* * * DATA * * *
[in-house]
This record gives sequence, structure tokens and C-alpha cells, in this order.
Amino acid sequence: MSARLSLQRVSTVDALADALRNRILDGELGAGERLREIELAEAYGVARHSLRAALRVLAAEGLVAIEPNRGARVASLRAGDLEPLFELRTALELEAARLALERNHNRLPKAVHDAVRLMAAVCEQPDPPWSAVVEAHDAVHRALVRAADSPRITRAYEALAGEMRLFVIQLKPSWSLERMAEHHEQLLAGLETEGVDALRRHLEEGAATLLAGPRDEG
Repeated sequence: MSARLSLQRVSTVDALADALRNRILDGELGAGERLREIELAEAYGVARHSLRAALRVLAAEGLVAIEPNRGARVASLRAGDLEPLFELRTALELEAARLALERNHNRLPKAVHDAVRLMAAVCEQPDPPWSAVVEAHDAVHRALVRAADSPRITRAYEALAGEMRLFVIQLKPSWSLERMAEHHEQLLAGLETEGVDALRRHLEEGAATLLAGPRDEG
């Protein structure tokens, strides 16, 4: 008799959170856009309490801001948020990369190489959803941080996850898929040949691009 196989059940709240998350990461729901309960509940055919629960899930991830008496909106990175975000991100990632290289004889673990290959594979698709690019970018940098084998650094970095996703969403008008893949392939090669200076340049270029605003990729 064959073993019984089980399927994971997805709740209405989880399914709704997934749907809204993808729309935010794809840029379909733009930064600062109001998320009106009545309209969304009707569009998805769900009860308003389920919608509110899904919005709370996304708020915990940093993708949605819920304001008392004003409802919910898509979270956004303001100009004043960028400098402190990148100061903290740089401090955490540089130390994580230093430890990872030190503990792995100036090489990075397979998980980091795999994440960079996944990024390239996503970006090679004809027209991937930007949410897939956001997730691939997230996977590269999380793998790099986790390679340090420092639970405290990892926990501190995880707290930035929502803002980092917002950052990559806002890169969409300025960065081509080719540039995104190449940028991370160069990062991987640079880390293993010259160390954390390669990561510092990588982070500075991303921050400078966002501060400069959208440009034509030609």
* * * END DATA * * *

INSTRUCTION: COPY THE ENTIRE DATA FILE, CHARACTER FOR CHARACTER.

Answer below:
[in-house]
This record gives sequence, structure tokens and C-alpha cells, in this order.
Amino acid sequence: MSARLSLQRVSTVDALADALRNRILDGELGAGERLREIELAEAYGVARHSLRAALRVLAAEGLVAIEPNRGARVASLRAGDLEPLFELRTALELEAARLALERNHNRLPKAVHDAVRLMAAVCEQPDPPWSAVVEAHDAVHRALVRAADSPRITRAYEALAGEMRLFVIQLKPSWSLERMAEHHEQLLAGLETEGVDALRRHLEEGAATLLAGPRDEG
Repeated sequence: MSARLSLQRVSTVDALADALRNRILDGELGAGERLREIELAEAYGVARHSLRAALRVLAAEGLVAIEPNRGARVASLRAGDLEPLFELRTALELEAARLALERNHNRLPKAVHDAVRLMAAVCEQPDPPWSAVVEAHDAVHRALVRAADSPRITRAYEALAGEMRLFVIQLKPSWSLERMAEHHEQLLAGLETEGVDALRRHLEEGAATLLAGPRDEG
């Protein structure tokens, strides 16, 4: 008799959170856009309490801001948020990369190489959803941080996850898929040949691009 196989059940709240998350990461729901309960509940055919629960899930991830008496909106990175975000991100990632290289004889673990290959594979698709690019970018940098084998650094970095996703969403008008893949392939090669200076340049270029605003990729 064959073993019984089980399927994971997805709740209405989880399914709704997934749907809204993808729309935010794809840029379909733009930064600062109001998320009106009545309209969304009707569009998805769900009860308003389920919608509110899904919005709370996304708020915990940093993708949605819920304001008392004003409802919910898509979270956004303001100009004043960028400098402190990148100061903290740089401090955490540089130390994580230093430890990872030190503990792995100036090489990075397979998980980091795999994440960079996944990024390239996503970006090679004809027209991937930007949410897939956001997730691939997230996977590269999380793998790099986790390679340090420092639970405290990892926990501190995880707290930035929502803002980092917002950052990559806002890169969409300025960065081509080719540039995104190449940028991370160069990062991987640079880390293993010259160390954390390669990561510092990588982070500075991303921050400078966002501060400069959208440009034509030609």